Are the meaning same for - Toilet, Latrine, Bathroom & Washroom.

Navantimoon   Thursday, December 09, 2004, 10:32 GMT
Does the words Toilet, Latrine, Bathroom & Washroom carry the differnet meaning or they are just different Slangs for the same purpose?
antineo   Thursday, December 09, 2004, 11:37 GMT
They indeed point towards the same activity. In Britain the word Latrine is more in use where one ease himself. Washroom is boardly used in United States for the same purpose. Bathroom is a broader term used for taking a bath as well for easing purpose.

I have my doubts about the word Toilet, about the origin it belongs to.
Boy   Thursday, December 09, 2004, 11:49 GMT
Oh My God. All these terms have different meanings for me. That's what I learned as a kid. We refer "washroom" only if someone wants to take a shower/bath. No easing themselves there. Use "Bathroom" instead, and only small kids say "toilet" for the same purpose but adults use only "Bathroom". Uneducated people only use "latrine", in my opinion for the same purpose. The point is, we have seperate rooms for taking a shower and easing ourself. So, terms like "bathroom", "toilet", "latrine" are used only for easing oneself and "washroom" is only used for taking a shower/bath. This topic has done to death, search other posts as well on this same topic.
sehrish   Thursday, December 09, 2004, 12:17 GMT
in my opinion "Bathroom"is used for taking bath instead of shower.But i agree with Boy.
Latza   Thursday, December 09, 2004, 12:24 GMT
People in British Commonwealth countries commonly use the word "toilet" to refer to the room where one achieves relief! This usage does not occur in North America, where the term is "restroom". If you were to ask "where is the toilet?" in the USA people might think you were a bit strange.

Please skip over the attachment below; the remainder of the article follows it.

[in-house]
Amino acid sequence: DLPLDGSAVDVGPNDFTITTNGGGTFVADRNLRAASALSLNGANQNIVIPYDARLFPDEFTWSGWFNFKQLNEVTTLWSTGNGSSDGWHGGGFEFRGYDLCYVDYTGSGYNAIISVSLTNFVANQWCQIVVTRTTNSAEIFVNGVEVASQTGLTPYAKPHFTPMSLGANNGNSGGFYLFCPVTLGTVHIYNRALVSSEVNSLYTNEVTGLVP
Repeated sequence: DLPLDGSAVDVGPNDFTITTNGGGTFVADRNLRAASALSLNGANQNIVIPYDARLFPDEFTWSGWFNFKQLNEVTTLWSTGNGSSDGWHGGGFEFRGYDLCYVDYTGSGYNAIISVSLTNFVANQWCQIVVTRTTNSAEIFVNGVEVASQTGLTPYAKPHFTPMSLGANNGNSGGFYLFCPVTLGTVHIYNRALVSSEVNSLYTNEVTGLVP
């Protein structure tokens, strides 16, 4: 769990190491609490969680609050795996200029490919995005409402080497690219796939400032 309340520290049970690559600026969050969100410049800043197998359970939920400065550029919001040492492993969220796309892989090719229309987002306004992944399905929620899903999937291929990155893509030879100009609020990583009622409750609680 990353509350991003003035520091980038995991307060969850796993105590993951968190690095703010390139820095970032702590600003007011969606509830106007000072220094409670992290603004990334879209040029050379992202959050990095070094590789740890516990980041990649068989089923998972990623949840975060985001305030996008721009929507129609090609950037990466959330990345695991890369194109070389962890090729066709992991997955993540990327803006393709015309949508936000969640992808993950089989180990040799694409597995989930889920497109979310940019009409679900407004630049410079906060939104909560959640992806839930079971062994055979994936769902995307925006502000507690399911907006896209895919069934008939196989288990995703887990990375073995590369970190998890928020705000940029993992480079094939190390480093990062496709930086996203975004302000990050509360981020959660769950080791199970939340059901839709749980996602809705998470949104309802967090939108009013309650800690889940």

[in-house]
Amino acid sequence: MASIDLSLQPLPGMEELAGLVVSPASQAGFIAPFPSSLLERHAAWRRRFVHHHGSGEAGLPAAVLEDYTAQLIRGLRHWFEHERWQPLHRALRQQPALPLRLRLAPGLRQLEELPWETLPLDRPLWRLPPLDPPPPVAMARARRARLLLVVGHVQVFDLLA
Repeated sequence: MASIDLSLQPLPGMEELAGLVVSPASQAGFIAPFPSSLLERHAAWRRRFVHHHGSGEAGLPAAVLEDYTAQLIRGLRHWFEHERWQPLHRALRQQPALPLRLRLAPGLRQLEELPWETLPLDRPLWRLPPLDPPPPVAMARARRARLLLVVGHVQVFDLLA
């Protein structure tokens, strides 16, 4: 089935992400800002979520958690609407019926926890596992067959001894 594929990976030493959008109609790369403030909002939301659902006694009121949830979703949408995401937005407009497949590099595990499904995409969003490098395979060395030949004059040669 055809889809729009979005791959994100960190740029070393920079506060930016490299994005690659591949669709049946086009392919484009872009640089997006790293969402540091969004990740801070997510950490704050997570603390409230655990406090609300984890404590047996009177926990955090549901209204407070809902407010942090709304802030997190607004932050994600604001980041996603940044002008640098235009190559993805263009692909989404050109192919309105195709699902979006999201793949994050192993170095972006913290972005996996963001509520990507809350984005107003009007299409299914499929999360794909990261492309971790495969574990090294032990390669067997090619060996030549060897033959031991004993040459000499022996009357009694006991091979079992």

Boy   Thursday, December 09, 2004, 12:37 GMT
oh really? We use "restroom" where teachers take a rest after taking a class. It's a simple room packed with cupboards and sofas. Here all teachers can sit together and can discuss their personal gossip, but hell no, it is used for a toilet. "Rest" + "Room" doesn't reflect any connection with the purpose of using toilet.

Sherish, Am I right in my explanation? Do we use "restroom" as for "toilet"?
Adam   Thursday, December 09, 2004, 13:06 GMT
We call the room where teachers go after classes a staff room or the teacher's lounge. In Canada all those words have the same basic meaning, basically if you asked, "Where is the ____________(insert one of the above words)?, people would assume you need to relieve yourself and point you in the direction of a toilet.
Damian   Thursday, December 09, 2004, 13:35 GMT
OK, as we have gone down to the basics of daily bodily human needs this may be of interest. In the UK a common word for the place we all go to is the "loo". This apparently originates from the French phrase "gardez l'eau!" used here in Edinburgh way back in the insanitary days of the 17th century city. People cried out this warning as they emptied the contents of the chamber pots (piss pots if you like!) from the bedroom windows into the street below. Woe betide anyone who failed to heed the warning and got suitably drenched.

The word "l'eau" (water of course) became Anglicised to "loo" and so toilets, lavatories, or whatever, is commonly called the "loo" to this today, not only in Edinburgh but everywhere else.

Just in case you plan to visit this fair city I must tell you that the above practice is no longer carried out. ;-)
Toasté   Thursday, December 09, 2004, 15:29 GMT
They all have the same meaning, but in North America, they are generally preferred in different settings.

In North America, the term latrine is generally a military term.